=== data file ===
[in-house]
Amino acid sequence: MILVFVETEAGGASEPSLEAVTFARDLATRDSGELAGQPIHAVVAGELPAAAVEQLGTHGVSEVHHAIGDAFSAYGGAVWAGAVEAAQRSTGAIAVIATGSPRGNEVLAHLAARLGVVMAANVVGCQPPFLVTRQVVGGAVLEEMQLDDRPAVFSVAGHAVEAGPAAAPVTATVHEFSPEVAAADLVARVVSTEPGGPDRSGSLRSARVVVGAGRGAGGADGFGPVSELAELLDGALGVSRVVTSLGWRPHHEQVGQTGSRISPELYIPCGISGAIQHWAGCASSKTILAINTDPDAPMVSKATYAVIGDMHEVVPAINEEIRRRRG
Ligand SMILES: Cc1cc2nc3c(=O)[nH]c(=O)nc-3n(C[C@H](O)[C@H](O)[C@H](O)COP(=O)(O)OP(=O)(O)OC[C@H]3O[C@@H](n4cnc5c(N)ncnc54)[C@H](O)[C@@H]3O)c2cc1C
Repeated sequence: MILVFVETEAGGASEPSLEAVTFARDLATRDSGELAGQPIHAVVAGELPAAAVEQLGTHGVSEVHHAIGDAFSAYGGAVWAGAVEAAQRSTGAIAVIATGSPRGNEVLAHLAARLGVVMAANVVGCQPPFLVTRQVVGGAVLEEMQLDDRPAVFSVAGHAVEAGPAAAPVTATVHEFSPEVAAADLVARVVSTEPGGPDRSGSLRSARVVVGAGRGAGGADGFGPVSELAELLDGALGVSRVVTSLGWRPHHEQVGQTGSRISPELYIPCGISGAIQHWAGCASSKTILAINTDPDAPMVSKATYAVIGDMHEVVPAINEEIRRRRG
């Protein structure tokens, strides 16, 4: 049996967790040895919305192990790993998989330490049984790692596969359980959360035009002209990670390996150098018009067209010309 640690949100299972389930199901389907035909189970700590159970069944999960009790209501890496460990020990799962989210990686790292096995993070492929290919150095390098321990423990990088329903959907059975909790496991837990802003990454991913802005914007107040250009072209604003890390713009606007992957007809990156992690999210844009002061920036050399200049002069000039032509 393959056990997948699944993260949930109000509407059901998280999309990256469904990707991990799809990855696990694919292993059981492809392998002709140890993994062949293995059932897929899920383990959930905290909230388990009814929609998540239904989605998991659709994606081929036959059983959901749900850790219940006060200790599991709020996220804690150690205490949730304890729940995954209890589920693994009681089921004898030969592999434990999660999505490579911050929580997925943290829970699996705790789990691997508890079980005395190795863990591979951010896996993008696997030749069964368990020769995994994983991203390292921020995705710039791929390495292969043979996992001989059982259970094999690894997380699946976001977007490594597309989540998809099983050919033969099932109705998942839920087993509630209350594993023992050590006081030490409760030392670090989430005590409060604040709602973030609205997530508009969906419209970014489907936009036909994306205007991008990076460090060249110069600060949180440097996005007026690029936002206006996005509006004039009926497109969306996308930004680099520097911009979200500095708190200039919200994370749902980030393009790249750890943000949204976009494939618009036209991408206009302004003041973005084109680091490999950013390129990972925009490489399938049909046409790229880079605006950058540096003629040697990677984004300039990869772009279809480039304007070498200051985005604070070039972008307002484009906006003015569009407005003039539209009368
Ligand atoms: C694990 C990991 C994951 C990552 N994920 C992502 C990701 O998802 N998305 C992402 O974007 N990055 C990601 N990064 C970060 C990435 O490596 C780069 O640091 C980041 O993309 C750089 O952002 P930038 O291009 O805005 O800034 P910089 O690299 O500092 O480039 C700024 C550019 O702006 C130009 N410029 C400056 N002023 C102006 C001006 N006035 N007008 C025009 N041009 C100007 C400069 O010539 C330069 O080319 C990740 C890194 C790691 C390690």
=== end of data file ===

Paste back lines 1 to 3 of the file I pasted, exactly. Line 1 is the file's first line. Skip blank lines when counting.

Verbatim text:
[in-house]
Amino acid sequence: MILVFVETEAGGASEPSLEAVTFARDLATRDSGELAGQPIHAVVAGELPAAAVEQLGTHGVSEVHHAIGDAFSAYGGAVWAGAVEAAQRSTGAIAVIATGSPRGNEVLAHLAARLGVVMAANVVGCQPPFLVTRQVVGGAVLEEMQLDDRPAVFSVAGHAVEAGPAAAPVTATVHEFSPEVAAADLVARVVSTEPGGPDRSGSLRSARVVVGAGRGAGGADGFGPVSELAELLDGALGVSRVVTSLGWRPHHEQVGQTGSRISPELYIPCGISGAIQHWAGCASSKTILAINTDPDAPMVSKATYAVIGDMHEVVPAINEEIRRRRG
Ligand SMILES: Cc1cc2nc3c(=O)[nH]c(=O)nc-3n(C[C@H](O)[C@H](O)[C@H](O)COP(=O)(O)OP(=O)(O)OC[C@H]3O[C@@H](n4cnc5c(N)ncnc54)[C@H](O)[C@@H]3O)c2cc1C